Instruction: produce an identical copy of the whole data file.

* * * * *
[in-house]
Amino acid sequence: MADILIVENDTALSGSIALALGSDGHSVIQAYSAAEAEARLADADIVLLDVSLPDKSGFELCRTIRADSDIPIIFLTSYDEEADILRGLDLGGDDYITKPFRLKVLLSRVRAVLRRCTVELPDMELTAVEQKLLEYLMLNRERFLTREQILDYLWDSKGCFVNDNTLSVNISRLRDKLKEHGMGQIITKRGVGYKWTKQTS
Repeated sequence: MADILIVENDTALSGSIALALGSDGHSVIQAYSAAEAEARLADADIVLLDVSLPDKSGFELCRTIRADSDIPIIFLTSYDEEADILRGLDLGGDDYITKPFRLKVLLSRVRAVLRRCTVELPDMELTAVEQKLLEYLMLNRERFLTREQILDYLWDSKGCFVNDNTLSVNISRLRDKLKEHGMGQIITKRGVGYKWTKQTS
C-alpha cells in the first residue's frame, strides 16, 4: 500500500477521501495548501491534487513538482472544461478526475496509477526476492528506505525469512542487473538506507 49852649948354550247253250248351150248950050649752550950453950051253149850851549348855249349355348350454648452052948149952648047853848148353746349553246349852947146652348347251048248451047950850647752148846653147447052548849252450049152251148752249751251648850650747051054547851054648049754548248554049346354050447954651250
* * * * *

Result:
[in-house]
Amino acid sequence: MADILIVENDTALSGSIALALGSDGHSVIQAYSAAEAEARLADADIVLLDVSLPDKSGFELCRTIRADSDIPIIFLTSYDEEADILRGLDLGGDDYITKPFRLKVLLSRVRAVLRRCTVELPDMELTAVEQKLLEYLMLNRERFLTREQILDYLWDSKGCFVNDNTLSVNISRLRDKLKEHGMGQIITKRGVGYKWTKQTS
Repeated sequence: MADILIVENDTALSGSIALALGSDGHSVIQAYSAAEAEARLADADIVLLDVSLPDKSGFELCRTIRADSDIPIIFLTSYDEEADILRGLDLGGDDYITKPFRLKVLLSRVRAVLRRCTVELPDMELTAVEQKLLEYLMLNRERFLTREQILDYLWDSKGCFVNDNTLSVNISRLRDKLKEHGMGQIITKRGVGYKWTKQTS
C-alpha cells in the first residue's frame, strides 16, 4: 500500500477521501495548501491534487513538482472544461478526475496509477526476492528506505525469512542487473538506507 49852649948354550247253250248351150248950050649752550950453950051253149850851549348855249349355348350454648452052948149952648047853848148353746349553246349852947146652348347251048248451047950850647752148846653147447052548849252450049152251148752249751251648850650747051054547851054648049754548248554049346354050447954651250